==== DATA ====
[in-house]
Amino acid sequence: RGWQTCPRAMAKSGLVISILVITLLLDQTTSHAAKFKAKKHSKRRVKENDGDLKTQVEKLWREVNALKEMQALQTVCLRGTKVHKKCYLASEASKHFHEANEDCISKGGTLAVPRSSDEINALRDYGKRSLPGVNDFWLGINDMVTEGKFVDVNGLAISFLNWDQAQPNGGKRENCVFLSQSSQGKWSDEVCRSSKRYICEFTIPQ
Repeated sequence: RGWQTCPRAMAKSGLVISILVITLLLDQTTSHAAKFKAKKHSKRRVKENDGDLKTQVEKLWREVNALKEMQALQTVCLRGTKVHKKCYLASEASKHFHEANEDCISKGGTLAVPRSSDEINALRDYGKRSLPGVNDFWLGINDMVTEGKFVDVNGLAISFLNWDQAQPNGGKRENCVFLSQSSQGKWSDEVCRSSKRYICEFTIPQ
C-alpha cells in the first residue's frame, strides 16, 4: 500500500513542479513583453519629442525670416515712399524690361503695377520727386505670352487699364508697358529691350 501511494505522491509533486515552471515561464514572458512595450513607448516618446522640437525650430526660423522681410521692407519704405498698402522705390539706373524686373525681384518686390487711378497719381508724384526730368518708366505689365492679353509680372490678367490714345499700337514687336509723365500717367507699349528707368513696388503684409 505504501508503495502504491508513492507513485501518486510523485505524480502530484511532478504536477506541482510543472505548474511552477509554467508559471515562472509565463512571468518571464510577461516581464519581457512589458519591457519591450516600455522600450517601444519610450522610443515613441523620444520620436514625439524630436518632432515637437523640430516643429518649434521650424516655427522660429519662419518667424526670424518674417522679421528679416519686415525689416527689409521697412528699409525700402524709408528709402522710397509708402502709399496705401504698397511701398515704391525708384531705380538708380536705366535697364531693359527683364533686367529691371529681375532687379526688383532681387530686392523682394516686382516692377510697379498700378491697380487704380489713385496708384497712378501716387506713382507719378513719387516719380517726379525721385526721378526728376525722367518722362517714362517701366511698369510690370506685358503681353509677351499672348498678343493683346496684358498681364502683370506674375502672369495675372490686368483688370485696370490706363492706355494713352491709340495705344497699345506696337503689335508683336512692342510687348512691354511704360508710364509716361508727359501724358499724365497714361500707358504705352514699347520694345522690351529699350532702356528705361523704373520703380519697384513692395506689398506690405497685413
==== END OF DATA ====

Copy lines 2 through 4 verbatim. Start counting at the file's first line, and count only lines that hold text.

Amino acid sequence: RGWQTCPRAMAKSGLVISILVITLLLDQTTSHAAKFKAKKHSKRRVKENDGDLKTQVEKLWREVNALKEMQALQTVCLRGTKVHKKCYLASEASKHFHEANEDCISKGGTLAVPRSSDEINALRDYGKRSLPGVNDFWLGINDMVTEGKFVDVNGLAISFLNWDQAQPNGGKRENCVFLSQSSQGKWSDEVCRSSKRYICEFTIPQ
Repeated sequence: RGWQTCPRAMAKSGLVISILVITLLLDQTTSHAAKFKAKKHSKRRVKENDGDLKTQVEKLWREVNALKEMQALQTVCLRGTKVHKKCYLASEASKHFHEANEDCISKGGTLAVPRSSDEINALRDYGKRSLPGVNDFWLGINDMVTEGKFVDVNGLAISFLNWDQAQPNGGKRENCVFLSQSSQGKWSDEVCRSSKRYICEFTIPQ
C-alpha cells in the first residue's frame, strides 16, 4: 500500500513542479513583453519629442525670416515712399524690361503695377520727386505670352487699364508697358529691350 501511494505522491509533486515552471515561464514572458512595450513607448516618446522640437525650430526660423522681410521692407519704405498698402522705390539706373524686373525681384518686390487711378497719381508724384526730368518708366505689365492679353509680372490678367490714345499700337514687336509723365500717367507699349528707368513696388503684409 505504501508503495502504491508513492507513485501518486510523485505524480502530484511532478504536477506541482510543472505548474511552477509554467508559471515562472509565463512571468518571464510577461516581464519581457512589458519591457519591450516600455522600450517601444519610450522610443515613441523620444520620436514625439524630436518632432515637437523640430516643429518649434521650424516655427522660429519662419518667424526670424518674417522679421528679416519686415525689416527689409521697412528699409525700402524709408528709402522710397509708402502709399496705401504698397511701398515704391525708384531705380538708380536705366535697364531693359527683364533686367529691371529681375532687379526688383532681387530686392523682394516686382516692377510697379498700378491697380487704380489713385496708384497712378501716387506713382507719378513719387516719380517726379525721385526721378526728376525722367518722362517714362517701366511698369510690370506685358503681353509677351499672348498678343493683346496684358498681364502683370506674375502672369495675372490686368483688370485696370490706363492706355494713352491709340495705344497699345506696337503689335508683336512692342510687348512691354511704360508710364509716361508727359501724358499724365497714361500707358504705352514699347520694345522690351529699350532702356528705361523704373520703380519697384513692395506689398506690405497685413